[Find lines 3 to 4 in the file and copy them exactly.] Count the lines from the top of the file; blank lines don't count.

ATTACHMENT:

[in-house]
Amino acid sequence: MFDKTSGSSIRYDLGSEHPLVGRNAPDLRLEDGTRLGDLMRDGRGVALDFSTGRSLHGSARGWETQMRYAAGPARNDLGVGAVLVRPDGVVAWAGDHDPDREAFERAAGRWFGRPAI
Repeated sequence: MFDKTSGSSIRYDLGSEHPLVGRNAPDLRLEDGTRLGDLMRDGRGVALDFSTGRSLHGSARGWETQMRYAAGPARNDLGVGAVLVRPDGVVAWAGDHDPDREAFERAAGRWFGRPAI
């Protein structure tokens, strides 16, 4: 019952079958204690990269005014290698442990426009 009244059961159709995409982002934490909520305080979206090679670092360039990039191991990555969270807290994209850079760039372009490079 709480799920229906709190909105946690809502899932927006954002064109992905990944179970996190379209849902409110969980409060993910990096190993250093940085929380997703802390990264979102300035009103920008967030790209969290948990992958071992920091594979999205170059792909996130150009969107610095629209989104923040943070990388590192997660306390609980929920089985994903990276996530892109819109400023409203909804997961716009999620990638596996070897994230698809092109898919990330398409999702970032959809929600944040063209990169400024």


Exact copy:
Repeated sequence: MFDKTSGSSIRYDLGSEHPLVGRNAPDLRLEDGTRLGDLMRDGRGVALDFSTGRSLHGSARGWETQMRYAAGPARNDLGVGAVLVRPDGVVAWAGDHDPDREAFERAAGRWFGRPAI
């Protein structure tokens, strides 16, 4: 019952079958204690990269005014290698442990426009 009244059961159709995409982002934490909520305080979206090679670092360039990039191991990555969270807290994209850079760039372009490079 709480799920229906709190909105946690809502899932927006954002064109992905990944179970996190379209849902409110969980409060993910990096190993250093940085929380997703802390990264979102300035009103920008967030790209969290948990992958071992920091594979999205170059792909996130150009969107610095629209989104923040943070990388590192997660306390609980929920089985994903990276996530892109819109400023409203909804997961716009999620990638596996070897994230698809092109898919990330398409999702970032959809929600944040063209990169400024």